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6 Great Colonial Mexican Cities

Guanajuato's historic wealth is evident within its Baroque churches: their exuberant interiors are festooned with multi­tiered chandeliers, pure-silver embroidery, and an abundance of gold leaf. The Teatro Juárez, inaugurated in 1907 by President Porfirio Díaz (a dictatorial leader who admired all things French), features swags of red velvet, richly upholstered poufs, and plenty of gilding. Every surface is patterned, and the overall effect is a bit like being caught inside a millefiori paperweight.

The Francophilia of that period—derisively summed up as unpatriotic by José Clemente Orozco ("we have our own architecture, we don't need refried châteaux")—extends with greater refinement into the outskirts of town, where streets widen out to boulevards lined with acacias. Many of the area's 19th-century houses were originally built as summer residences; with their shuttered French windows, ample rooms with parquet floors, and unrepentant bourgeois formality, they could easily have drifted up the Rhône and across the Atlantic.

One of these houses is Quinta Las Acacias, where we stay. Built in 1890 by Alberto Malo, engineer for the Teatro Juárez, the Quinta has 14 balconies and hillside terraces overlooking the city. The Mexican breakfasts—slivers of glistening papaya brightened with wedges of lime, freshly squeezed juices, hefty plates of chilaquiles (a casserole of green chile sauce, tortilla strips, sour cream, and often chicken or pork, colloquially called "a broken-up old sombrero")—are, without exception, superb. We are always offered eggs prepared in a variety of ways, including poches, which is translated on the menu as "drowned." Reading this, Tom remarks, with characteristic Scottish concern, "Poor wee things." Each morning, we feel very well looked after.


Cuernavaca, with its nearly flawless weather and lush gardens, has long been a retreat for modern city dwellers. In 1526, the Spanish conqueror Hernán Cortés built a formidable palace for himself, the Palacio deCortés, directly on top of an existing Aztec temple, on a hillside that is now the city center.

We reach Cuernavaca in the early evening; a full moon floats in the mercifully clear sky. At the Casa Colonial, we follow the hotel receptionist—a droll and discreetly helpful man named Nestro—up one staircase, through a loggia, and up a flight of narrower stairs to a large, almost secret room adjoining the roof. Nestro opens the bathroom door. "And here is another garden for you," he announces before he turns to leave. In the enormous skylit bathroom, small palms and flowering vines are growing against lustrous walls of artisanal tiles.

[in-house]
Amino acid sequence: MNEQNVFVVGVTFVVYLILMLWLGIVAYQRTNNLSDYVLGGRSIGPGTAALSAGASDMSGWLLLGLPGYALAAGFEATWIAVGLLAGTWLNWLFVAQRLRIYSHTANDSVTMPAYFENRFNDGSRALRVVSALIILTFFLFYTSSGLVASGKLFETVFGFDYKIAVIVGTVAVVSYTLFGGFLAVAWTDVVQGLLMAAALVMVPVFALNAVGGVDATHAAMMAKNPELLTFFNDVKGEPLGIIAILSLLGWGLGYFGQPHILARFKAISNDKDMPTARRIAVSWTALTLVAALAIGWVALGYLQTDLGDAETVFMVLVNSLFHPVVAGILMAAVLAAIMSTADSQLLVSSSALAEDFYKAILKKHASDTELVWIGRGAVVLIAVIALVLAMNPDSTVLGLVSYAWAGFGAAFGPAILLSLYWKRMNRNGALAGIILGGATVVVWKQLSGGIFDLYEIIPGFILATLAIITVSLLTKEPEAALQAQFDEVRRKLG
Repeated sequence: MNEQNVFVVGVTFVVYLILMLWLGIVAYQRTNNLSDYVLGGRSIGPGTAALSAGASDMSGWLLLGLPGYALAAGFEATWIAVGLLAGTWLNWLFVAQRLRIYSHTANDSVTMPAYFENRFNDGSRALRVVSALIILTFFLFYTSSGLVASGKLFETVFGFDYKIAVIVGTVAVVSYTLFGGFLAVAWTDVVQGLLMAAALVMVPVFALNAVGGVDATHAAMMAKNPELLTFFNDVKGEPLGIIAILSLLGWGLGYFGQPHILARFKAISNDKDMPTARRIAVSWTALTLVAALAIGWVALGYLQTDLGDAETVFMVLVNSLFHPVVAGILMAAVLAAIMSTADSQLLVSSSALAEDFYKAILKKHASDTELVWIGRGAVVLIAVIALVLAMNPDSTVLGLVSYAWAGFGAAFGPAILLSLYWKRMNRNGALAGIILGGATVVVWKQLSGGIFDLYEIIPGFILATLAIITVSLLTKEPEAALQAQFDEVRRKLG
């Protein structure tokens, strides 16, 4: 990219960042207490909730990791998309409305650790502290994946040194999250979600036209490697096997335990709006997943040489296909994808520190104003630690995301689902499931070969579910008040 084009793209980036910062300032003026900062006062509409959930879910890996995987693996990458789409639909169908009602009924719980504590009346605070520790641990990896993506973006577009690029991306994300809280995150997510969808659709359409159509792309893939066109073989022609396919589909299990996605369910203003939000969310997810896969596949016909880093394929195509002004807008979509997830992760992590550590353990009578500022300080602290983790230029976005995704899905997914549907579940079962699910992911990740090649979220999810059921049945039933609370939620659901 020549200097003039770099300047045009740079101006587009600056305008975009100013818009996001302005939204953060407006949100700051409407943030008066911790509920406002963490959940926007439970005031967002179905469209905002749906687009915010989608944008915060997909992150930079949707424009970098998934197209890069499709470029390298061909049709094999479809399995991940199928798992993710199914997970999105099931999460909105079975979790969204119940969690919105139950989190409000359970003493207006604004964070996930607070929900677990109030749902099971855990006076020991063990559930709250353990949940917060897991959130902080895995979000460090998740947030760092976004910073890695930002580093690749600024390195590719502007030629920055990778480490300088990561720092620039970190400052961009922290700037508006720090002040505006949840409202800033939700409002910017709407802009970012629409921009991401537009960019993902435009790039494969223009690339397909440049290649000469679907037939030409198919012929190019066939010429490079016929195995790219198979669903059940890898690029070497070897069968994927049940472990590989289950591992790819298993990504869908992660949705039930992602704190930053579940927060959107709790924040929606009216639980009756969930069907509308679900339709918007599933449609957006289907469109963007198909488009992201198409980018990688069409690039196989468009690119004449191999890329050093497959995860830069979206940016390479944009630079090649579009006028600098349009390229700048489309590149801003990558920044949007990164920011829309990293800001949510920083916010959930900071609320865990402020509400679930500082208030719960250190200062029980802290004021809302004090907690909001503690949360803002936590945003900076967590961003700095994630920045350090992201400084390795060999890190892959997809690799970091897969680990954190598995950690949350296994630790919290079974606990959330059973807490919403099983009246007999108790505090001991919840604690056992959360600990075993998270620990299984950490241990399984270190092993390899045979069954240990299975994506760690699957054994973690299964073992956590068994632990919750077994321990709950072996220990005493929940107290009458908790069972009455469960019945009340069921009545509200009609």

The streets of Cuernavaca snake out from the zócalo, the hectic central plaza filled with urban strollers and sidewalk vendors. The centerpiece of the zócalo is a 19th-century ironwork bandstand, purportedly designed by Gustave Eiffel, that resembles an oversized Victorian lampshade. Christmas, of course, is everywhere: a towering tree is decorated with giant medallions emblazoned with the Coca-Cola logo, and Mylar piñatas, plump six-pointed stars, are hung between the streetlamps. Throughout town, iron-railed balconies are strewn with pots of blazing red flores de Noche Buena, the flowers of Christmas Eve; a native bloom, the plant was introduced to the United States in 1825 by the first American ambassador to Mexico, Joel Roberts Poinsett, and vaingloriously rechristened poinsettia.

The Palacio de Cortés now houses the Museo Regional Cuauhnáhuac, Cuernavaca's museum. Its sprawling collection includes archaeological discoveries; eyewitness accounts (in reproduction) of the meeting between Montezuma, the Aztec emperor, and the conquistadors; and a muscular mural by Diego Rivera recording the city's history. Rivera has featured, in his voluptuous signature style, a portrait of the 19th-century mule skinner turned priest José María Morelos, a hero of the War of Independence. Rivera's Morelos—a robust figure with deep, hooded eyes and an ample double chin—bears more than a fleeting resemblance to the artist himself.

Within the city's restrained, sepulchral Catedral de la Asunción de María, completed in 1552, a fragile mural recounts the crucifixion of the 16th-century Mexican saint Felipe de Jesús, in Japan. Portrayed with 26 fellow martyrs, San Felipe appears to one side, a pale, fragmented wraith adrift in a worn plaster sea. We wander through the Jardín Borda, 18th-century terraced gardens now overgrown and redolent of derelict gentility and enticing melancholy. In the museum here hangs a portrait of Emperor Maximilian with his lover, the gardener's wife, La India Bonita. It was Maximilian who observed that the Mexican climate necessitated a constant intake of "tonics": each day he imbibed 20 glasses of champagne.

One night, we have dinner at Gaia, a Nuevo Mexican restaurant in a colonial house that was once the home of Mario Moreno, the comic film star known as Cantinflas. Gaia has been designed in a pleasing minimalist aesthetic: high-ceilinged spaces flow into one another; the dining areas have whitewashed walls and low, flickering candlelight. At the center of the garden, a lighted swimming pool glows seductively in the darkness. Silhouetted beneath the water is a tiled mosaic of Gaia, the ancient goddess of fertility, created by Diego Rivera. We drink tamarindo and guanábana (soursop) margaritas, inspired marriages of tart fruit and smoky reposada tequila.


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